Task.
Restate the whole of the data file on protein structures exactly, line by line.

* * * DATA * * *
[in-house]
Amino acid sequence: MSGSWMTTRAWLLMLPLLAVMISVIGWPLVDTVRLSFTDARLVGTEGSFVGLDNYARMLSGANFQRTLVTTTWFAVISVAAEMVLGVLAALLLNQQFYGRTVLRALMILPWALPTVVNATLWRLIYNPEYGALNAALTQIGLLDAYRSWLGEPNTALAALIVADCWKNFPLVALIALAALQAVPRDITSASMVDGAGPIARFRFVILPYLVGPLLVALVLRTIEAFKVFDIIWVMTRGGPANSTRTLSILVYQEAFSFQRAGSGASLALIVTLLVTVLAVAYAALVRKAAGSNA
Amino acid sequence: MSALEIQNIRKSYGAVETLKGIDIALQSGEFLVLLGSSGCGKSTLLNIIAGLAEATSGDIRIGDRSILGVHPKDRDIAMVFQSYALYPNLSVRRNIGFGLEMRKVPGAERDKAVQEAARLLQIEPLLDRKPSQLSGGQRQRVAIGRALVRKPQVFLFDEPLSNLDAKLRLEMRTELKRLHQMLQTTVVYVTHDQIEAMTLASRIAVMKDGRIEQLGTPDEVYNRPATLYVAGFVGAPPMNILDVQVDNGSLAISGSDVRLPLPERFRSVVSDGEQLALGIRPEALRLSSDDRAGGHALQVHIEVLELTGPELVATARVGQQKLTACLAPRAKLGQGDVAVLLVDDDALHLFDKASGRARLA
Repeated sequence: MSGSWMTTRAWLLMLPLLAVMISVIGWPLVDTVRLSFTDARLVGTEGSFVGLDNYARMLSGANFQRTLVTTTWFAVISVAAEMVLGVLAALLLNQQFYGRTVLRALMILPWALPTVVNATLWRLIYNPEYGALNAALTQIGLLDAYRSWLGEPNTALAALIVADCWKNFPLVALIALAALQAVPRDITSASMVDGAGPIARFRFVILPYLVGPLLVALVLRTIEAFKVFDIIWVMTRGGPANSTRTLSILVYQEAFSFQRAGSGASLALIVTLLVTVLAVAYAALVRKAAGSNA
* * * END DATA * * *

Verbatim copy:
[in-house]
Amino acid sequence: MSGSWMTTRAWLLMLPLLAVMISVIGWPLVDTVRLSFTDARLVGTEGSFVGLDNYARMLSGANFQRTLVTTTWFAVISVAAEMVLGVLAALLLNQQFYGRTVLRALMILPWALPTVVNATLWRLIYNPEYGALNAALTQIGLLDAYRSWLGEPNTALAALIVADCWKNFPLVALIALAALQAVPRDITSASMVDGAGPIARFRFVILPYLVGPLLVALVLRTIEAFKVFDIIWVMTRGGPANSTRTLSILVYQEAFSFQRAGSGASLALIVTLLVTVLAVAYAALVRKAAGSNA
Amino acid sequence: MSALEIQNIRKSYGAVETLKGIDIALQSGEFLVLLGSSGCGKSTLLNIIAGLAEATSGDIRIGDRSILGVHPKDRDIAMVFQSYALYPNLSVRRNIGFGLEMRKVPGAERDKAVQEAARLLQIEPLLDRKPSQLSGGQRQRVAIGRALVRKPQVFLFDEPLSNLDAKLRLEMRTELKRLHQMLQTTVVYVTHDQIEAMTLASRIAVMKDGRIEQLGTPDEVYNRPATLYVAGFVGAPPMNILDVQVDNGSLAISGSDVRLPLPERFRSVVSDGEQLALGIRPEALRLSSDDRAGGHALQVHIEVLELTGPELVATARVGQQKLTACLAPRAKLGQGDVAVLLVDDDALHLFDKASGRARLA
Repeated sequence: MSGSWMTTRAWLLMLPLLAVMISVIGWPLVDTVRLSFTDARLVGTEGSFVGLDNYARMLSGANFQRTLVTTTWFAVISVAAEMVLGVLAALLLNQQFYGRTVLRALMILPWALPTVVNATLWRLIYNPEYGALNAALTQIGLLDAYRSWLGEPNTALAALIVADCWKNFPLVALIALAALQAVPRDITSASMVDGAGPIARFRFVILPYLVGPLLVALVLRTIEAFKVFDIIWVMTRGGPANSTRTLSILVYQEAFSFQRAGSGASLALIVTLLVTVLAVAYAALVRKAAGSNA